We offer a “build your own cheese board.”  You pick out the cheese(s) and accompaniments (jam, honey, pickled veggies or pecans), we provide you with a demi-baguette from Central Illinois Bake House. Complete the experience with a glass of wine or beer. Can’t decide what you want? Ask our staff for recommendations. 

Of course, you can visit with the goats (kids and adults alike), stroll through the orchard, and check out our herb and vegetable garden.  If you’re ambitious, you can walk along the path toward the creek.

Check out the local products and “merch” in our farm store:  

- maple syrup from “Sticky Peets”-southern OH maple syrup that oh so good!

- pecans (plain and cinnamon sugar) from Voss Pecan Orchard, Carlyle, IL

- Illinois Sparkling Wine Co/August Hill Winery (Peru IL) Champagne style Brut Rose and Pet Nat (Petit Natural)—ask for a taste; these wines are truly amazing from a local winery a couple hours north of us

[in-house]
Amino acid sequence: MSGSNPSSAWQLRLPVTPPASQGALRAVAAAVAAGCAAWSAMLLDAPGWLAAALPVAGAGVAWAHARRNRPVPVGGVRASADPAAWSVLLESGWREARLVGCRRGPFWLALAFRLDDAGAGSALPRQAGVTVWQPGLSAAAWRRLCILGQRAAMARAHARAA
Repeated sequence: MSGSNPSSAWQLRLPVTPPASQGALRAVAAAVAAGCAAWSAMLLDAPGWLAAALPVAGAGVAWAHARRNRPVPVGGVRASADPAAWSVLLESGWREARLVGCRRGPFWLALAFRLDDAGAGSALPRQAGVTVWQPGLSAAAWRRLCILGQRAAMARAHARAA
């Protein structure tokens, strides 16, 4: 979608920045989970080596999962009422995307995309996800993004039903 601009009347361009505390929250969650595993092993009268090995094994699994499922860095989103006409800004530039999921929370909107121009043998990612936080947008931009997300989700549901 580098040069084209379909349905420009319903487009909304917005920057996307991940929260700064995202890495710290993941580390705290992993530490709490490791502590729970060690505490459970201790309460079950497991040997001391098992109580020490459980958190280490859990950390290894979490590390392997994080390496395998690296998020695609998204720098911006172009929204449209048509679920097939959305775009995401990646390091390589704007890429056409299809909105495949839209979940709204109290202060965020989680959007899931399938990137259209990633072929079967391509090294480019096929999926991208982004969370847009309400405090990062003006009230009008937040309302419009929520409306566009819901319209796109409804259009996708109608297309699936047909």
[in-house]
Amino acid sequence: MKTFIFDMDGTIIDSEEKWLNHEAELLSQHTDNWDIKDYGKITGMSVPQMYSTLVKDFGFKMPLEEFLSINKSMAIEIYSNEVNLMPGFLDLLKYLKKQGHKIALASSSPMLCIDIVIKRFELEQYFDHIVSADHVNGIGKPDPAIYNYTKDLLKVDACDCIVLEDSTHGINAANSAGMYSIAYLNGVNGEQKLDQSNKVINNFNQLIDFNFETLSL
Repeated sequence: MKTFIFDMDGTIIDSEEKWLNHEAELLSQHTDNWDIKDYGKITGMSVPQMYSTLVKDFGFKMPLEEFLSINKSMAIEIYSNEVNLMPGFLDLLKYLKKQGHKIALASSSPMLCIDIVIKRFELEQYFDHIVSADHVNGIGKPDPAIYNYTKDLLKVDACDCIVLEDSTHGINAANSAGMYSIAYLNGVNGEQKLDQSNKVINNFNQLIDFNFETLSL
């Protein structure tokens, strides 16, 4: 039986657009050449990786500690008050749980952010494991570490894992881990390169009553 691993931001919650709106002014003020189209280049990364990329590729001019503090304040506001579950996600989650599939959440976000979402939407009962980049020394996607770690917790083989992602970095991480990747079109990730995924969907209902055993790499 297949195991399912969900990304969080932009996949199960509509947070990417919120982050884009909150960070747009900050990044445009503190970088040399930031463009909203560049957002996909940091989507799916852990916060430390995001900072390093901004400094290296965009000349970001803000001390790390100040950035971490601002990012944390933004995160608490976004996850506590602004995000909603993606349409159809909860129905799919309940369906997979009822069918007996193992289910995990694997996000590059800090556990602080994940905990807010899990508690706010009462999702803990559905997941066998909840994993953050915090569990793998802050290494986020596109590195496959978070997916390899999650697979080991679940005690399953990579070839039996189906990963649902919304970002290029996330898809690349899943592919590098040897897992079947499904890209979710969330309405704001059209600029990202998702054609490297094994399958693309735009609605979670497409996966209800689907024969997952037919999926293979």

-local honey from Two Million Blooms

-NEWLY stocked meats and poultry from Bane Family Meats (Sidney)

-Eggs from Moore Family Farm, Watseka, IL

-soaps from Red Barn Farm (including loofa soaps and liquid soap)

-Pancake mixes from Funks Grove Heritage Fruits & Grains-think pancakes with jam and chevre!

-Autumn Berry Jam-regular and jalapeno-we are restocked; these jams make excellent accompaniments to our cheeses

-Animal Welfare Approved Bandanas

-Our “Three Chippys” and “Damn Kids” tea towels

- Chippy the Chef Denim Aprons-soft, durable with three pockets for the most discerning chef in your family

- PFFC T-shirts—new colors, styles—check them out! New children’s t-shirts with the “damn kids” image on the front—quite adorable

-Charcuterie from Piemonte Sausage Co.  (pancetta, pork loin filleto and capocollo) as well as their frozen sausages (need to be cooked) OR salamis from Underground Meats

-locally milled flours from Janie’s Mill AND MORE!

Other Farm Happenings